Gold Compartment At Luxor’s Habu Temple Regains Luster

CAIRO – Egypt’s Supreme Council of Antiquities completed the restoration of the gold compartment at Habu Temple on the western bank of Luxor Governorate.

‘The restoration work was carried out by Egyptian restorers from the Supreme Council of Antiquities’ Secretary General of the Supreme Council of Antiquities, Mostafa Waziry, said in a statement.

‘The process included the removal of dirt, soot and damage caused by erosion factors, which returned the original colors of the compartment’, he added.

‘The restoration of the gold compartment is part of the Habu Temple restoration project, which began in March’, said Saady Awad, director general of Maintenance and Restoration in Upper Egypt.

He explained that ‘the work in the gold compartment included documentation and recording using a photographic camera before, during and after the restoration work, as well as mechanical and chemical cleansing, and replacement of old, dilapidated parts of the walls’.

The Temple of Habu is one of the most significant Egyptian temples. It was built to honor King Ramesses III, hold funerary rituals, and worships god Amun.

It consists of two courtyards, one featuring inscriptions narrating the wars fought by King Ramesses III, and another featuring inscriptions for celebrations, followed by a hall of columns on both sides.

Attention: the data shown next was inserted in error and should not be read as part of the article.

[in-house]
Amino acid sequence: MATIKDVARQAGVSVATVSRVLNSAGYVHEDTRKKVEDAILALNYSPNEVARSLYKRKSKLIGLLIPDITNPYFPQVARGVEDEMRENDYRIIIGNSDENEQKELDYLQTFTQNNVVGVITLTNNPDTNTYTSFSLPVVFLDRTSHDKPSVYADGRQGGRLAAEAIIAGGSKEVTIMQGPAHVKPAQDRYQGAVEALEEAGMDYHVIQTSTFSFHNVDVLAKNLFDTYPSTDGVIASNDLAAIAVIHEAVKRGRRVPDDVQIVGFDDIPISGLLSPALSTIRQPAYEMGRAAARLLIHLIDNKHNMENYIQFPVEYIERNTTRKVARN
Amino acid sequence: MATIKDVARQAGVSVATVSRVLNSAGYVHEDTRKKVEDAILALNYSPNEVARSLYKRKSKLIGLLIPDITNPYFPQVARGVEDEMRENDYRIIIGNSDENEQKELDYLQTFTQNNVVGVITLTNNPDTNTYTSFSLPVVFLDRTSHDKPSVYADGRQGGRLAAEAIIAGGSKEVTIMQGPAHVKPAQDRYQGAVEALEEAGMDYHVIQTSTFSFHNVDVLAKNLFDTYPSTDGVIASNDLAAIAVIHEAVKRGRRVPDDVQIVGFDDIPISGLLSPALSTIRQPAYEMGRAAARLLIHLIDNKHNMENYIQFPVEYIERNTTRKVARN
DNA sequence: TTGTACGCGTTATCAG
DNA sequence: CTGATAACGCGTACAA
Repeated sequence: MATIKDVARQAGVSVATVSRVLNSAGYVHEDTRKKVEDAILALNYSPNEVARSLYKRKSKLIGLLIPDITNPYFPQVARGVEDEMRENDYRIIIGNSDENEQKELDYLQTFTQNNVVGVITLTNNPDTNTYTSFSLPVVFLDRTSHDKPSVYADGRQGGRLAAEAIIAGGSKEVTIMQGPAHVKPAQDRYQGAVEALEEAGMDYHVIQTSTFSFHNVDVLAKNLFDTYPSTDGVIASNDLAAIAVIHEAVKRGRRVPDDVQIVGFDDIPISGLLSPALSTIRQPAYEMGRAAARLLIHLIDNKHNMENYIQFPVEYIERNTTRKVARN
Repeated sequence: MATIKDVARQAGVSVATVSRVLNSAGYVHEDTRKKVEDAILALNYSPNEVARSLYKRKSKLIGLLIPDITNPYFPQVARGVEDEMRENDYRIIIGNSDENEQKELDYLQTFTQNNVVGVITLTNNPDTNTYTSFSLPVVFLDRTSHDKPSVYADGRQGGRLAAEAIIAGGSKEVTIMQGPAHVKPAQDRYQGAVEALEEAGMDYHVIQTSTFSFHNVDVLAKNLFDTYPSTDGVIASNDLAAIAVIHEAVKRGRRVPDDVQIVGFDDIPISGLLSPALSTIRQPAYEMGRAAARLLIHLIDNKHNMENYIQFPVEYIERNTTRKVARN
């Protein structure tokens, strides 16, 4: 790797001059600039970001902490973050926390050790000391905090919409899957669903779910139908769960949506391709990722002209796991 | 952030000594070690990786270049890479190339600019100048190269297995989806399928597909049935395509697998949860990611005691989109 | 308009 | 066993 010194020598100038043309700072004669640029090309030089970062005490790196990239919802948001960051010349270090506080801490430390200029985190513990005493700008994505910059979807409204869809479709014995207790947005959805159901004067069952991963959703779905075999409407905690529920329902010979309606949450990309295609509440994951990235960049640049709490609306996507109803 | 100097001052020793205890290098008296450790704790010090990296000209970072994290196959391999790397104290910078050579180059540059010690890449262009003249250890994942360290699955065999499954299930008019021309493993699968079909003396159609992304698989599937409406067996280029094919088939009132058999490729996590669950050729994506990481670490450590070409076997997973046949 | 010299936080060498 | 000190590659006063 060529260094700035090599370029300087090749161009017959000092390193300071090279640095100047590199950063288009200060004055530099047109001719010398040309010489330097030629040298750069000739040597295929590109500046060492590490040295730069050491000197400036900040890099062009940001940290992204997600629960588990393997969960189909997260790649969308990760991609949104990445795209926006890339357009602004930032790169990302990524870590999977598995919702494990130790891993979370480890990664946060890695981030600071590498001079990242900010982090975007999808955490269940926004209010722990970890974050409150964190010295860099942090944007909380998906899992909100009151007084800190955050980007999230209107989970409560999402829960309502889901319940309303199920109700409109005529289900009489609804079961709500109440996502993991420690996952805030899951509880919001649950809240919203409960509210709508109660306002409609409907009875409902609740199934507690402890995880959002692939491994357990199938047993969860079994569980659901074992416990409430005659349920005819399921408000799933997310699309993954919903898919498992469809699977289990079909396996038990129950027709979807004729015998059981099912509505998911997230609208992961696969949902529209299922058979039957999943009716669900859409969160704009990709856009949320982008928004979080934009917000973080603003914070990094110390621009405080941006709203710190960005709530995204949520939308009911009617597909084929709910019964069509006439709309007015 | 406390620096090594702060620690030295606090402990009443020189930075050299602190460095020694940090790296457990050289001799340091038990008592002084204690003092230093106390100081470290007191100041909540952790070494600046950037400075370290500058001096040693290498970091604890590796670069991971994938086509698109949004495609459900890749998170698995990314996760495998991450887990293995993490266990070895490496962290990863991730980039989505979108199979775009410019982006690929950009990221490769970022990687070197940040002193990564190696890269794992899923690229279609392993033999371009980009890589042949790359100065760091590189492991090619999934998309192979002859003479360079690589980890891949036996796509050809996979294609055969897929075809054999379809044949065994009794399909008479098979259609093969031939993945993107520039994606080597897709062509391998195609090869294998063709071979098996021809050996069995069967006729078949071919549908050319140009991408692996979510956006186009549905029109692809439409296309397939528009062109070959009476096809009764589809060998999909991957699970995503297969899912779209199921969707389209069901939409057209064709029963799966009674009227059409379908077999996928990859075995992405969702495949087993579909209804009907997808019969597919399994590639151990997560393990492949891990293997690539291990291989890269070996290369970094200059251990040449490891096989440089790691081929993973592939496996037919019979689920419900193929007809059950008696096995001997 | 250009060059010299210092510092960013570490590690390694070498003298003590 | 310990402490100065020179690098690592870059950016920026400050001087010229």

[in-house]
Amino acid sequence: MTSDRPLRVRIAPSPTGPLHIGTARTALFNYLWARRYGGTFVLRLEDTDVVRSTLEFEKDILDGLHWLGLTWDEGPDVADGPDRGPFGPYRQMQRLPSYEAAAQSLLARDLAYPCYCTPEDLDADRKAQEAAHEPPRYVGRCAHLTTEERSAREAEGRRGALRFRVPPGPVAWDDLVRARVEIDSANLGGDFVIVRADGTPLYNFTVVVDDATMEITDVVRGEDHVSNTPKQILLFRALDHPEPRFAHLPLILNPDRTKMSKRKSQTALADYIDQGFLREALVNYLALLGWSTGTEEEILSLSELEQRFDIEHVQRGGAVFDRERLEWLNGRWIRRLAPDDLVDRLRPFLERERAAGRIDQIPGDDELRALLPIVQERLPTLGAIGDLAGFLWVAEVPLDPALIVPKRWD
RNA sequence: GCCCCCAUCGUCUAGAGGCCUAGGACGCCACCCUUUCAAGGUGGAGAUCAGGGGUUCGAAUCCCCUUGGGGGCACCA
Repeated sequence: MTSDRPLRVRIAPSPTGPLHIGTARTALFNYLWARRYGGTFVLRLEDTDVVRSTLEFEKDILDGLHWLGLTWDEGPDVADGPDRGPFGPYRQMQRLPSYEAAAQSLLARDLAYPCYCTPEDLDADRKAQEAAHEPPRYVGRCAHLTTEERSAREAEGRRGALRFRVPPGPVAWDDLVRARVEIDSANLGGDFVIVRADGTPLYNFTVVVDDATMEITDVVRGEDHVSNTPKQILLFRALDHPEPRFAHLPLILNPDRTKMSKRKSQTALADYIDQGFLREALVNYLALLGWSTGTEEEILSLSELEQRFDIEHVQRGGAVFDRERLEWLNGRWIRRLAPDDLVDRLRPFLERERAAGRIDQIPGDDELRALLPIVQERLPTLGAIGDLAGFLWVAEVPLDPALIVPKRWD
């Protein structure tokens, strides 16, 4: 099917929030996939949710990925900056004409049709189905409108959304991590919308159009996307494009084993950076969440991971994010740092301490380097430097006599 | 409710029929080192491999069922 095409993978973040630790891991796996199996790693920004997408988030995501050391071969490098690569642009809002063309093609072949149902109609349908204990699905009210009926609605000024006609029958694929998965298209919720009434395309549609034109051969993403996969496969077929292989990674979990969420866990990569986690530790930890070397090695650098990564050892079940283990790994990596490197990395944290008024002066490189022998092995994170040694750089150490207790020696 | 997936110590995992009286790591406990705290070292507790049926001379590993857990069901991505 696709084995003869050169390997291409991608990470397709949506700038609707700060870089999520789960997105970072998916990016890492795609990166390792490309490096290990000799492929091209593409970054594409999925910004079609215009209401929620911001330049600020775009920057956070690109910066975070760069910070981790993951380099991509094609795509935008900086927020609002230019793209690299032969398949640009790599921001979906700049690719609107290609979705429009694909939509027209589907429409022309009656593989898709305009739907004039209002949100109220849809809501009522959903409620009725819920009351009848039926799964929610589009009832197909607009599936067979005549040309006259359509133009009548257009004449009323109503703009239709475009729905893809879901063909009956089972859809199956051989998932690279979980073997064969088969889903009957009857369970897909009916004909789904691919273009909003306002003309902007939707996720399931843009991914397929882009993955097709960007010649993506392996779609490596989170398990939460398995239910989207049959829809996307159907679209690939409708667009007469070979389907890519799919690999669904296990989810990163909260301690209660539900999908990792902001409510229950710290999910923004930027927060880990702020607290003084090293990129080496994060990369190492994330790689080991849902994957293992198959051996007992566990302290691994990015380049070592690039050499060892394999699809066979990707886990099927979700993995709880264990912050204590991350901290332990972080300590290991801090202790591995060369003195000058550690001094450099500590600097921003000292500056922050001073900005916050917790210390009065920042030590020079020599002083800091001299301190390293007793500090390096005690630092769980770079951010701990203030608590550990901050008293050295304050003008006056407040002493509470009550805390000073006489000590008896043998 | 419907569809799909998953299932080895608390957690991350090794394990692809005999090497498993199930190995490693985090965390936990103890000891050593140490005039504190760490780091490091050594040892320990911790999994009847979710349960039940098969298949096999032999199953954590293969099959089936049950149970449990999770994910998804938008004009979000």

The chapels of the temple were dedicated to some deities, and the most important of which is the gold compartment, which has been restored and returned to its original colors.

‘The first four years of King Ramses III rule were so calm. He was busy strengthening his state and maintained his father’s policy in stabilizing Egypt. The King depicted the images of his wars and victories against Hittites on the walls of his funerary temple in the city of Habu’, explained Dr. Hussein Abdul Basir, director of Bibliotheca Alexandria and author of the ‘Pharaohs: Warriors, Diplomats, and Martials’.

‘King Ramesses III recorded half of his wars against Hittites of the external walls of the second edifice, to the northern side of the temple. This text is considered the longest known hieroglyphic text engraved in a temple so far’, he said.

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